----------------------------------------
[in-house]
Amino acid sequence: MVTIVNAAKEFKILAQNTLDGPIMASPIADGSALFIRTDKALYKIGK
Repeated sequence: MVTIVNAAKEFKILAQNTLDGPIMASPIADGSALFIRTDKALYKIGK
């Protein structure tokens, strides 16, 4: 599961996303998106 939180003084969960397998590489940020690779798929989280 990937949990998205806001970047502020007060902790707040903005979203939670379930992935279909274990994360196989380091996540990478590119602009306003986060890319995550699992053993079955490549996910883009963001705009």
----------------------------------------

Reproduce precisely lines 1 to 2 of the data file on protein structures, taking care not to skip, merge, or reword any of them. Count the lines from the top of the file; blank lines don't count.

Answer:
[in-house]
Amino acid sequence: MVTIVNAAKEFKILAQNTLDGPIMASPIADGSALFIRTDKALYKIGK